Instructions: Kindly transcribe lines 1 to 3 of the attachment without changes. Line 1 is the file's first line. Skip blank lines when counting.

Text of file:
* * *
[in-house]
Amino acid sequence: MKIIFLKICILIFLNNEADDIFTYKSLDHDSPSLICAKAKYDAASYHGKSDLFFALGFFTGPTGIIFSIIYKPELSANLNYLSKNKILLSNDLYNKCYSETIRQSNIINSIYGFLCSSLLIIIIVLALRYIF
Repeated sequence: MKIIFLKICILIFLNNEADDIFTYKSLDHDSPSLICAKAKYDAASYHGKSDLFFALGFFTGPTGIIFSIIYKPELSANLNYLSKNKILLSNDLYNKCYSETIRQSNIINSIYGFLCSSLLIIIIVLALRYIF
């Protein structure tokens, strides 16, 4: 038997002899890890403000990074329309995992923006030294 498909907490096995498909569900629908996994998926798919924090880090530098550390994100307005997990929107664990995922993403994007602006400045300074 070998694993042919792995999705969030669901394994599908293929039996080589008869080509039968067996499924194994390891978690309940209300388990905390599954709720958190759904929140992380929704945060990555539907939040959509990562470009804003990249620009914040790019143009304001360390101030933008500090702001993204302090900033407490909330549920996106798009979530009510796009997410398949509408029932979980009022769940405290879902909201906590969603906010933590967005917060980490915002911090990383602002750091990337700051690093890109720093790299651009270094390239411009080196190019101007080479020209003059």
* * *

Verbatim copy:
[in-house]
Amino acid sequence: MKIIFLKICILIFLNNEADDIFTYKSLDHDSPSLICAKAKYDAASYHGKSDLFFALGFFTGPTGIIFSIIYKPELSANLNYLSKNKILLSNDLYNKCYSETIRQSNIINSIYGFLCSSLLIIIIVLALRYIF
Repeated sequence: MKIIFLKICILIFLNNEADDIFTYKSLDHDSPSLICAKAKYDAASYHGKSDLFFALGFFTGPTGIIFSIIYKPELSANLNYLSKNKILLSNDLYNKCYSETIRQSNIINSIYGFLCSSLLIIIIVLALRYIF